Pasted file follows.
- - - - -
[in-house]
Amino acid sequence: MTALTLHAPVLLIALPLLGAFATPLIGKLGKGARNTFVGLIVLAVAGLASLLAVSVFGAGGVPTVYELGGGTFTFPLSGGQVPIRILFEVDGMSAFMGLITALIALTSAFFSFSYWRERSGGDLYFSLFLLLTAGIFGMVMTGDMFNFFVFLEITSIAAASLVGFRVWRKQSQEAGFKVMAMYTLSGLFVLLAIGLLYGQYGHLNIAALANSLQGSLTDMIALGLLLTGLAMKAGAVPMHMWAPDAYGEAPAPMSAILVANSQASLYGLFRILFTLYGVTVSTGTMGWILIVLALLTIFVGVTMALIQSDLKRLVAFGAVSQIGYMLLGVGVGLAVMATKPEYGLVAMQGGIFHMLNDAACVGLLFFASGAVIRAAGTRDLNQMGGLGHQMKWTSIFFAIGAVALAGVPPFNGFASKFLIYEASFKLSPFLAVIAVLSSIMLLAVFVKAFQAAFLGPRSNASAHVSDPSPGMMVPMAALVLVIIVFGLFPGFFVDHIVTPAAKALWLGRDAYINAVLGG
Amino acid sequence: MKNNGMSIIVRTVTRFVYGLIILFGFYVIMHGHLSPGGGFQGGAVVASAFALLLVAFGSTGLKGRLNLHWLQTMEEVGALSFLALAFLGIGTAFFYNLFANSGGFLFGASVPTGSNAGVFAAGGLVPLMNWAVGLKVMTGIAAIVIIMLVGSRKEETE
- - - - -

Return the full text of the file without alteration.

[in-house]
Amino acid sequence: MTALTLHAPVLLIALPLLGAFATPLIGKLGKGARNTFVGLIVLAVAGLASLLAVSVFGAGGVPTVYELGGGTFTFPLSGGQVPIRILFEVDGMSAFMGLITALIALTSAFFSFSYWRERSGGDLYFSLFLLLTAGIFGMVMTGDMFNFFVFLEITSIAAASLVGFRVWRKQSQEAGFKVMAMYTLSGLFVLLAIGLLYGQYGHLNIAALANSLQGSLTDMIALGLLLTGLAMKAGAVPMHMWAPDAYGEAPAPMSAILVANSQASLYGLFRILFTLYGVTVSTGTMGWILIVLALLTIFVGVTMALIQSDLKRLVAFGAVSQIGYMLLGVGVGLAVMATKPEYGLVAMQGGIFHMLNDAACVGLLFFASGAVIRAAGTRDLNQMGGLGHQMKWTSIFFAIGAVALAGVPPFNGFASKFLIYEASFKLSPFLAVIAVLSSIMLLAVFVKAFQAAFLGPRSNASAHVSDPSPGMMVPMAALVLVIIVFGLFPGFFVDHIVTPAAKALWLGRDAYINAVLGG
Amino acid sequence: MKNNGMSIIVRTVTRFVYGLIILFGFYVIMHGHLSPGGGFQGGAVVASAFALLLVAFGSTGLKGRLNLHWLQTMEEVGALSFLALAFLGIGTAFFYNLFANSGGFLFGASVPTGSNAGVFAAGGLVPLMNWAVGLKVMTGIAAIVIIMLVGSRKEETE